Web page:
Finding fish is not random
One of the reasons why 10% of anglers catch 90% of the fish is that those 10% work for their catch. They have the freshest baits, their hooks are rust free and their tackle is in pristine condition. They’ve researched the species they’re looking for, listened to the latest reports from other successful anglers, and observed the weather, tides, and moon phase so they know where to start the day.
So what if the first choice turns out to be water transport? After giving this spot a good hit, they move. If there’s no fish on the sonar, no fish on the line, and no one around you is catching fish, it’s time to find fish elsewhere.
The next location isn’t just a randomly chosen location. The same factors that led the fisherman to select the first location will be used to select other locations. He will have those already entered in his GPS before leaving the dock.
Back when we were fishing big trout in Delaware Bay, I had a DuPont executive on my 20ft Bertram at the Weakfish Tournament World Championship held at Slaughter Beach. We were about five miles from the entrance towards Brandywine Light when we came across a dozen boats fishing nearby. I thought they were on a school of trout, so I joined the pack.
When I got there I didn’t tag any fish but I figured they must be there otherwise why would all those boats be there? After 10 minutes without catching, without scoring and without seeing anyone else catching, I left. The other dozen boats were still there and still fishing.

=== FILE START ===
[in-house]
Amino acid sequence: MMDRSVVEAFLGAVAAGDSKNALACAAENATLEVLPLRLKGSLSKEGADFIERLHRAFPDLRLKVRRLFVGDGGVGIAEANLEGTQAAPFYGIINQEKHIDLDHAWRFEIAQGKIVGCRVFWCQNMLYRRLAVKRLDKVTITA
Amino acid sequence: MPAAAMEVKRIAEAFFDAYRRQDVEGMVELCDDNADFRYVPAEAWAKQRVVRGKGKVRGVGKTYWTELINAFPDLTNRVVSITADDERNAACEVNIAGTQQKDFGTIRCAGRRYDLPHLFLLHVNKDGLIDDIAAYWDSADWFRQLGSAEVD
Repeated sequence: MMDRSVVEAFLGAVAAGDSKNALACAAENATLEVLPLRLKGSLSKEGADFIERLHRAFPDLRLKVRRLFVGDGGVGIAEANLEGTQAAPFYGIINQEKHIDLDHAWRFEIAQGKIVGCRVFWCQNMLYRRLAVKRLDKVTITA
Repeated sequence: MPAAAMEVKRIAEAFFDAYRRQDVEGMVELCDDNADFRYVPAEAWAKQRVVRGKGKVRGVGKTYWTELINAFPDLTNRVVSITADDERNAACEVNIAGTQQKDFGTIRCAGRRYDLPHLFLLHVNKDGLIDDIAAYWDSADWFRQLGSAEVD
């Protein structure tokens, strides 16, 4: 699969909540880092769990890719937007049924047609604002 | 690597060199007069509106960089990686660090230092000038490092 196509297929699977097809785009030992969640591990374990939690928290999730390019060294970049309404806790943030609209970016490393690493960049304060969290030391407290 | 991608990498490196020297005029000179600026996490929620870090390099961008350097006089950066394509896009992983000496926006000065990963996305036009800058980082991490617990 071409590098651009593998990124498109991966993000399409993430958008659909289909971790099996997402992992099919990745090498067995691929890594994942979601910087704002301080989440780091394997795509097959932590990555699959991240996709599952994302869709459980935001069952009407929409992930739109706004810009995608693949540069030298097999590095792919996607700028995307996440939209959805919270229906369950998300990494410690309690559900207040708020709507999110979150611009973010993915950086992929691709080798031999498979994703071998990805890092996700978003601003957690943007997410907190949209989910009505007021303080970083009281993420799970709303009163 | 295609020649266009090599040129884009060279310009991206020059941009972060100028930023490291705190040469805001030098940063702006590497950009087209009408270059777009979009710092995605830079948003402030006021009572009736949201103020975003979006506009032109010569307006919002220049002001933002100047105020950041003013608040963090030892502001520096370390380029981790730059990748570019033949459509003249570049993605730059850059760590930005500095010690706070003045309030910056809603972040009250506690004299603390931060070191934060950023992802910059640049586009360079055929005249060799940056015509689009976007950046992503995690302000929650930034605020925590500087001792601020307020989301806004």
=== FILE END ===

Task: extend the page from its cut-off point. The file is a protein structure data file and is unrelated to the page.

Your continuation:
When we got to Brandywine Light it was still early so the tournament fleet hadn’t left the inlet. It gave us about an hour of excellent fishing, which was more than enough to put plenty of big trout in the cooler.
Then you can go too far the other way. I have a friend in Virginia Beach who has absolutely no patience. He’ll pull his boat to one spot, have his men do a throw or two, and if no one hangs on, he’ll set off for another spot. Imagine all the pilings along the Chesapeake Bay Bridge-Tunnel and you can get a kick out of it as it jumps from one to the other.
When I was doing charters there, I would let my people do several casts on the pilings to make sure they were fishing the water column from the surface to the bottom. You never knew for sure where the rockfish were.
One of the biggest mistakes I see people make when flounder fishing is not returning to the same area after catching a flounder. These fish settle in the same type of structure where they can catch bait as they pass. If there is a flounder there, there is a good chance that another flounder is in the same general area.
As soon as you catch a flounder, press the MOB button on your GPS. It means “man overboard”. Now you have marked the spot and you can go back and drift on it until you get no more plaice.
When you’re trolling for tuna at the Tea Cup and the bite starts at Massey’s Canyon, don’t just troll; pick up your platforms and run as fast as you can. We all know that stings come on and go off pretty quickly, so don’t waste time hanging around in sterile water. Reach the fish while they are still feeding.
Finally, fish what’s out there. A few years ago I was on a plaice trip out of Lewes. We had fished for hours with a flounder in the box. Then we came across a shoal of large croakers near B Buoy. Four of them were first time sea anglers and they were lighting up like a Christmas tree. Throwing those big croakers was exciting and they were having fun. The captain wanted to keep looking for flounder, but I convinced him to stay on the croakers. Everyone left with a bag of nets, and the second got a big tip.
Two young men caught some impressive fish last week. Captain Aaron Herd’s grandson Noah Hill caught a Gale Force 2.14lb white perch on a Broadkill River bloodworm. Alex Osborne fished the outer wall on the family boat Tog Gypsea with his father, who is a member of the Lewes Tog Club, to catch a 5.25 pound tog on a green crab.